I strongly recommend that everyone reads this excellent analysis of how Microsoft lost the API wars
. I recommend this even to people who don't care much about technical stuff because it illustrates how a changing business environment can undermine once dominant competitive strategies.
"API" stands for "Application Program Interface", and it is basically a library of functions that software developers can use when they are writing their programs. It protects them from lots of technical ugliness that hides in the lower-level languages that actually run the hardware in computers, and dramatically improves programmer productivity.
Probably the most common API in the world is Win32. I beleive it was released with Windows 95, and over its many revisions, Microsoft has taken tremendous pains
to ensure that anything programmed to run on an older version of Win32 was able to run on newer versions of Win32. When I say "tremendous pains", I mean they did things that must have made purist engineers weep--the introduced special codes and procedures that looked at what program was running, and then recreated old--often buggy--versions of the procedures just for them. People talk about "crufty" and "kludgey" code, cluttered up with all sorts of inelegant old detritus, and how this is bad, but Microsoft has (had) an enormous team of people dedicated to kludging the code up some more.
Maintaining backward compatibility may have been sacrelige to the engineering gods, but it was critical to the business gods. The reason Microsoft earns its monopoly rents is because Windows has few substitutes, and the reason Windows has few substitutes is because it is by far the best platform for developers to create applications for, and it's the best application because it is ubiquitous across generations of operating systems
. If programs written for Windows 95 were not perfectly compatible with Windows 98, developers would have to decide whether or not to invest in developing products for the new platform, and each new operating system upgrade would trigger another round of potential defects. Infact, for reasons I'll go into later, this near perfect substitutability between different versions of Windows has gone from being a tremendous benifit to being a tremendous cost.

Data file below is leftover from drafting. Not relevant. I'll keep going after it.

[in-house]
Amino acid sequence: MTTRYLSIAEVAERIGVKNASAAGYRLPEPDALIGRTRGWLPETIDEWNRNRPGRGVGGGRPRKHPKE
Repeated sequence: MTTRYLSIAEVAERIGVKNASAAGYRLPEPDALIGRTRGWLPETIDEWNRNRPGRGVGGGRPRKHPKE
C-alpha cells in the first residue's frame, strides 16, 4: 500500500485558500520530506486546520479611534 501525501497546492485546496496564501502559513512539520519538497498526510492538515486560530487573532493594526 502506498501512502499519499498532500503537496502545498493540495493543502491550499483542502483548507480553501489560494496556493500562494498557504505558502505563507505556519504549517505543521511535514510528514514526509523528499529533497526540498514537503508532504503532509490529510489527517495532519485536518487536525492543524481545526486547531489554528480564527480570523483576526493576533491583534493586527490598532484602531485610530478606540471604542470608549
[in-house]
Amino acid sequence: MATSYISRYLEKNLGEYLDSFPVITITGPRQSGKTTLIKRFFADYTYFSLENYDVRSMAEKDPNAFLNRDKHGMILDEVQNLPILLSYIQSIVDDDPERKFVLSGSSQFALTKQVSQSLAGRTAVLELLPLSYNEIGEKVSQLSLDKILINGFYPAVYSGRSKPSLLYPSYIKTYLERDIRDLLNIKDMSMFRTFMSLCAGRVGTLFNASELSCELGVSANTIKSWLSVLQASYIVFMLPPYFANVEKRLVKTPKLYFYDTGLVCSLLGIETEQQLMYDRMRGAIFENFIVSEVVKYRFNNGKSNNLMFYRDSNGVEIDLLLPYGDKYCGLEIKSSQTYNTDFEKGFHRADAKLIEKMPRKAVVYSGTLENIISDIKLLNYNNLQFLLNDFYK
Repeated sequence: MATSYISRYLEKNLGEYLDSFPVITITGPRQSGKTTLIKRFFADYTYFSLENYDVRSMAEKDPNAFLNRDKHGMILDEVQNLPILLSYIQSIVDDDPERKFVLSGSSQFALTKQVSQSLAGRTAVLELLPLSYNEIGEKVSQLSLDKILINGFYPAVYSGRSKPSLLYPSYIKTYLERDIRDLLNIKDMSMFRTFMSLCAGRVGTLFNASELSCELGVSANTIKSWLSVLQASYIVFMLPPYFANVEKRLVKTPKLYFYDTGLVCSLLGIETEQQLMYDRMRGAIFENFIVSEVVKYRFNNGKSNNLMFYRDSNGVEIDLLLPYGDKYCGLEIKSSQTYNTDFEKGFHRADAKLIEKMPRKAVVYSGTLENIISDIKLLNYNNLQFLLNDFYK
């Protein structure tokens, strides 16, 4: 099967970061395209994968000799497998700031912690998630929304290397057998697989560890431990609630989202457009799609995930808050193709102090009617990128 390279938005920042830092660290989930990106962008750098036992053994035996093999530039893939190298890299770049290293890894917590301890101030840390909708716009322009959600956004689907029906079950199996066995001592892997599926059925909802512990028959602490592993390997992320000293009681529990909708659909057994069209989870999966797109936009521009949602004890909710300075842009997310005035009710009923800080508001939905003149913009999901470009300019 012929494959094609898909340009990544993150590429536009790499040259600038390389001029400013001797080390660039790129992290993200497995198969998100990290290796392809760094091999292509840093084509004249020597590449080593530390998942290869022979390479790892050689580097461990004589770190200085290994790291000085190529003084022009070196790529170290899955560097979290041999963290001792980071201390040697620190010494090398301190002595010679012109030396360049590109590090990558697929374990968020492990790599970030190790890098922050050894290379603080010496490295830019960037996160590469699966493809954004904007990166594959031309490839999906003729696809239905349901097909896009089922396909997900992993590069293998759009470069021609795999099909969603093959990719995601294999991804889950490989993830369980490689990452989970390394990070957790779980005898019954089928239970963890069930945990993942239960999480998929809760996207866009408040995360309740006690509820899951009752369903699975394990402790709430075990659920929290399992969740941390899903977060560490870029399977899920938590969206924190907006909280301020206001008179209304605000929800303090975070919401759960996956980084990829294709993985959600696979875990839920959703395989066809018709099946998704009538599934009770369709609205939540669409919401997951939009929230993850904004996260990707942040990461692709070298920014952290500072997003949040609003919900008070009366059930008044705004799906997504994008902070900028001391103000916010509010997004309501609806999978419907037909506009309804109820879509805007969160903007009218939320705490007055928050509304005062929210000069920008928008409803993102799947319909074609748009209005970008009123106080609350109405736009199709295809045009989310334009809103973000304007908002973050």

The main point of Joel's article is that Microsoft's backward-compatibility religion served them incredibly well, but after a fierce internal battle they have now turned their back on it and have embraced a new religion focusing on new technology that is not backward compatible and requires each and every software vendor to decide whether they want to support this new platform or not. It's like a new operating system company has entered the market, but it just happens to have the same name as an older one.
Joel doesn't really speculate on why this change happened at Microsoft--although his long experience with religious engineers might suggest that one of them won some internal power struggle and has now made this (bad?) decision. I don't know how true this is, but it is certainly true that the changing business context in technology means that this decision is less bad than it may have been in the past, because Win32 is just not as important to developers as it once was. There is a new operating system that most developers have decided to use, and it's called the Internet.
I've gone on and on about the emerging Internet Operating system, and the fact that the killer apps of today
are things like Google, email, Amazon, IM etc. These use a series of protocols and formats such as HTTP, HTML etc. that are not tied to Win32. Worse for Microsoft, it turns out that the applications that require lots of local resources (ie. a harddrive, a fast processor, etc) are either 1) made by Microsoft and have been good enough for a while (Office) or 2) games, where they have no comparitive advantage. And that glorious backward-compatibility that locked in consumers and developers while the PC industry was growing has become a disincentive for people to get new computers--their old ones work fine. This has resulted in major revenue issues
for Microsoft because upgrade cycles are stretching out. I don't beleive that all applications will ever run over the Internet--there is a real fight out there for the fat client--but Internet apps have enough benefits
that they will consume enough developers to break Microsoft's API monopoly for good.
IBM still sells mainframes
, and Microsoft and the PC are not going anywhere -- they've just become a boring part of the tech industry.